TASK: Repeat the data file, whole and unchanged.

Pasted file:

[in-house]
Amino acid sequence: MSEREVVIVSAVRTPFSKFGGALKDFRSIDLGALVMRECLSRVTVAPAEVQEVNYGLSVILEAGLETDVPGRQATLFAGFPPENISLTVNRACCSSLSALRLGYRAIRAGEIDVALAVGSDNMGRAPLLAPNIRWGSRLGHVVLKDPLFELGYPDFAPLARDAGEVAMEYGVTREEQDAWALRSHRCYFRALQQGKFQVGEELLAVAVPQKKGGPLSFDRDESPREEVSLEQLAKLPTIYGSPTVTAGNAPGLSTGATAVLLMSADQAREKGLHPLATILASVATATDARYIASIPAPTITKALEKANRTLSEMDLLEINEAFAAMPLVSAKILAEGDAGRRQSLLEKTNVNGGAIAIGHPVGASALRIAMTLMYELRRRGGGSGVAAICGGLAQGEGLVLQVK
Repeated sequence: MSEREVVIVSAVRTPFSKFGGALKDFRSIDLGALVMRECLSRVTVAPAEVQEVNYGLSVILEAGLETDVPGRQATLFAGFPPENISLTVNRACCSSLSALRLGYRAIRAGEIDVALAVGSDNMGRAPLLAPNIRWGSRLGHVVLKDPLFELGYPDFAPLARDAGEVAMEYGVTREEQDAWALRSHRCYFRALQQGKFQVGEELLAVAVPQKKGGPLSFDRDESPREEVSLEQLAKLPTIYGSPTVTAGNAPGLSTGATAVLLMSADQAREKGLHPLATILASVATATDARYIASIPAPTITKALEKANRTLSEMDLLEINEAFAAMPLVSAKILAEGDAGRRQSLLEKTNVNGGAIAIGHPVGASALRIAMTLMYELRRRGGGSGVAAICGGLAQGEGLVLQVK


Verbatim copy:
[in-house]
Amino acid sequence: MSEREVVIVSAVRTPFSKFGGALKDFRSIDLGALVMRECLSRVTVAPAEVQEVNYGLSVILEAGLETDVPGRQATLFAGFPPENISLTVNRACCSSLSALRLGYRAIRAGEIDVALAVGSDNMGRAPLLAPNIRWGSRLGHVVLKDPLFELGYPDFAPLARDAGEVAMEYGVTREEQDAWALRSHRCYFRALQQGKFQVGEELLAVAVPQKKGGPLSFDRDESPREEVSLEQLAKLPTIYGSPTVTAGNAPGLSTGATAVLLMSADQAREKGLHPLATILASVATATDARYIASIPAPTITKALEKANRTLSEMDLLEINEAFAAMPLVSAKILAEGDAGRRQSLLEKTNVNGGAIAIGHPVGASALRIAMTLMYELRRRGGGSGVAAICGGLAQGEGLVLQVK
Repeated sequence: MSEREVVIVSAVRTPFSKFGGALKDFRSIDLGALVMRECLSRVTVAPAEVQEVNYGLSVILEAGLETDVPGRQATLFAGFPPENISLTVNRACCSSLSALRLGYRAIRAGEIDVALAVGSDNMGRAPLLAPNIRWGSRLGHVVLKDPLFELGYPDFAPLARDAGEVAMEYGVTREEQDAWALRSHRCYFRALQQGKFQVGEELLAVAVPQKKGGPLSFDRDESPREEVSLEQLAKLPTIYGSPTVTAGNAPGLSTGATAVLLMSADQAREKGLHPLATILASVATATDARYIASIPAPTITKALEKANRTLSEMDLLEINEAFAAMPLVSAKILAEGDAGRRQSLLEKTNVNGGAIAIGHPVGASALRIAMTLMYELRRRGGGSGVAAICGGLAQGEGLVLQVK